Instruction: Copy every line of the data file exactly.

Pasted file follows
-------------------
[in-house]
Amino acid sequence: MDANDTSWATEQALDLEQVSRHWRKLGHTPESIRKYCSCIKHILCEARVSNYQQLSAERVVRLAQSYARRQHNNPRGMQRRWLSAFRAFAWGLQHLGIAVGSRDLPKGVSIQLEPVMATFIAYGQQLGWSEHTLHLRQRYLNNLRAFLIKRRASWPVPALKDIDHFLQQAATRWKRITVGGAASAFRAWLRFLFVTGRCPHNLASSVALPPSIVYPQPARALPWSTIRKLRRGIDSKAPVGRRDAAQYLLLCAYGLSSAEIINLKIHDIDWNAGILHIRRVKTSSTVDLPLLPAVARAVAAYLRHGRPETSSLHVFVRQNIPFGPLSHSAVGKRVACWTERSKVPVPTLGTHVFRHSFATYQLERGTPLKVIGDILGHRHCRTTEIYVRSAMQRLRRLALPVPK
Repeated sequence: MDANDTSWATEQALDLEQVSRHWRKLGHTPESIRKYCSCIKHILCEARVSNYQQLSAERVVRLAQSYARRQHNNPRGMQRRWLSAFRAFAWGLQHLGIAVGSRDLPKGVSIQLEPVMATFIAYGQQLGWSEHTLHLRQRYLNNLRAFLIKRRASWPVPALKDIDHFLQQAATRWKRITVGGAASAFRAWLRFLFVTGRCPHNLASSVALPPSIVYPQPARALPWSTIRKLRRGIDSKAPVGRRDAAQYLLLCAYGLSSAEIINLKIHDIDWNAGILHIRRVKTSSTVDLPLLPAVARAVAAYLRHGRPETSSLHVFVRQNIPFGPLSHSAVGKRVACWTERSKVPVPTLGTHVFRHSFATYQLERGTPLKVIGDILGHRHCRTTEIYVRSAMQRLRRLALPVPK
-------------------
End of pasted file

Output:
[in-house]
Amino acid sequence: MDANDTSWATEQALDLEQVSRHWRKLGHTPESIRKYCSCIKHILCEARVSNYQQLSAERVVRLAQSYARRQHNNPRGMQRRWLSAFRAFAWGLQHLGIAVGSRDLPKGVSIQLEPVMATFIAYGQQLGWSEHTLHLRQRYLNNLRAFLIKRRASWPVPALKDIDHFLQQAATRWKRITVGGAASAFRAWLRFLFVTGRCPHNLASSVALPPSIVYPQPARALPWSTIRKLRRGIDSKAPVGRRDAAQYLLLCAYGLSSAEIINLKIHDIDWNAGILHIRRVKTSSTVDLPLLPAVARAVAAYLRHGRPETSSLHVFVRQNIPFGPLSHSAVGKRVACWTERSKVPVPTLGTHVFRHSFATYQLERGTPLKVIGDILGHRHCRTTEIYVRSAMQRLRRLALPVPK
Repeated sequence: MDANDTSWATEQALDLEQVSRHWRKLGHTPESIRKYCSCIKHILCEARVSNYQQLSAERVVRLAQSYARRQHNNPRGMQRRWLSAFRAFAWGLQHLGIAVGSRDLPKGVSIQLEPVMATFIAYGQQLGWSEHTLHLRQRYLNNLRAFLIKRRASWPVPALKDIDHFLQQAATRWKRITVGGAASAFRAWLRFLFVTGRCPHNLASSVALPPSIVYPQPARALPWSTIRKLRRGIDSKAPVGRRDAAQYLLLCAYGLSSAEIINLKIHDIDWNAGILHIRRVKTSSTVDLPLLPAVARAVAAYLRHGRPETSSLHVFVRQNIPFGPLSHSAVGKRVACWTERSKVPVPTLGTHVFRHSFATYQLERGTPLKVIGDILGHRHCRTTEIYVRSAMQRLRRLALPVPK